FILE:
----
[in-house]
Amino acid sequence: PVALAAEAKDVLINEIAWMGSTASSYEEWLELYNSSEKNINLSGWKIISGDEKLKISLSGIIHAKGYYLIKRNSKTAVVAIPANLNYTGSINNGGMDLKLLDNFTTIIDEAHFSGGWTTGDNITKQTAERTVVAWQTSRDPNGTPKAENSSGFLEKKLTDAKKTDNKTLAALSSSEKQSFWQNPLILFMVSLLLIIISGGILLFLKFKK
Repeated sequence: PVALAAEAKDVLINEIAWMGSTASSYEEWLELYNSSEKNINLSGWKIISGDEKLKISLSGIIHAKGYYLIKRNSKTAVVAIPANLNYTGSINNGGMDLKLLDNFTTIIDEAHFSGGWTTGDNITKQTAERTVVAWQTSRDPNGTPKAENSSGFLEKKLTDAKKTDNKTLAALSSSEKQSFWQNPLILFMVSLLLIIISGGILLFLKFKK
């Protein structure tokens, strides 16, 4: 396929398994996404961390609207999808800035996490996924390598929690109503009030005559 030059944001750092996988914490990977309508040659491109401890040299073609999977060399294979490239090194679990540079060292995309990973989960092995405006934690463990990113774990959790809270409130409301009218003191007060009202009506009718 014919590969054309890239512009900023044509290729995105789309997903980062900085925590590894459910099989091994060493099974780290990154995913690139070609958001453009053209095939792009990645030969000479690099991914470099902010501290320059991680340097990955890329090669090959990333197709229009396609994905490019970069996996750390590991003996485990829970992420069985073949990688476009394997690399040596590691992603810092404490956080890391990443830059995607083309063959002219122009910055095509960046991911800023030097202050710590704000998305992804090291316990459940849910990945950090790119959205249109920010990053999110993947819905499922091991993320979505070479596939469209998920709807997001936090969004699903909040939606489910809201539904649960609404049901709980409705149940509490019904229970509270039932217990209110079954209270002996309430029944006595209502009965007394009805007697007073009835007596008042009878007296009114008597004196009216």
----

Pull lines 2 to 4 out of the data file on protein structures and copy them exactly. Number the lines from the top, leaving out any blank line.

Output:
Amino acid sequence: PVALAAEAKDVLINEIAWMGSTASSYEEWLELYNSSEKNINLSGWKIISGDEKLKISLSGIIHAKGYYLIKRNSKTAVVAIPANLNYTGSINNGGMDLKLLDNFTTIIDEAHFSGGWTTGDNITKQTAERTVVAWQTSRDPNGTPKAENSSGFLEKKLTDAKKTDNKTLAALSSSEKQSFWQNPLILFMVSLLLIIISGGILLFLKFKK
Repeated sequence: PVALAAEAKDVLINEIAWMGSTASSYEEWLELYNSSEKNINLSGWKIISGDEKLKISLSGIIHAKGYYLIKRNSKTAVVAIPANLNYTGSINNGGMDLKLLDNFTTIIDEAHFSGGWTTGDNITKQTAERTVVAWQTSRDPNGTPKAENSSGFLEKKLTDAKKTDNKTLAALSSSEKQSFWQNPLILFMVSLLLIIISGGILLFLKFKK
């Protein structure tokens, strides 16, 4: 396929398994996404961390609207999808800035996490996924390598929690109503009030005559 030059944001750092996988914490990977309508040659491109401890040299073609999977060399294979490239090194679990540079060292995309990973989960092995405006934690463990990113774990959790809270409130409301009218003191007060009202009506009718 014919590969054309890239512009900023044509290729995105789309997903980062900085925590590894459910099989091994060493099974780290990154995913690139070609958001453009053209095939792009990645030969000479690099991914470099902010501290320059991680340097990955890329090669090959990333197709229009396609994905490019970069996996750390590991003996485990829970992420069985073949990688476009394997690399040596590691992603810092404490956080890391990443830059995607083309063959002219122009910055095509960046991911800023030097202050710590704000998305992804090291316990459940849910990945950090790119959205249109920010990053999110993947819905499922091991993320979505070479596939469209998920709807997001936090969004699903909040939606489910809201539904649960609404049901709980409705149940509490019904229970509270039932217990209110079954209270002996309430029944006595209502009965007394009805007697007073009835007596008042009878007296009114008597004196009216």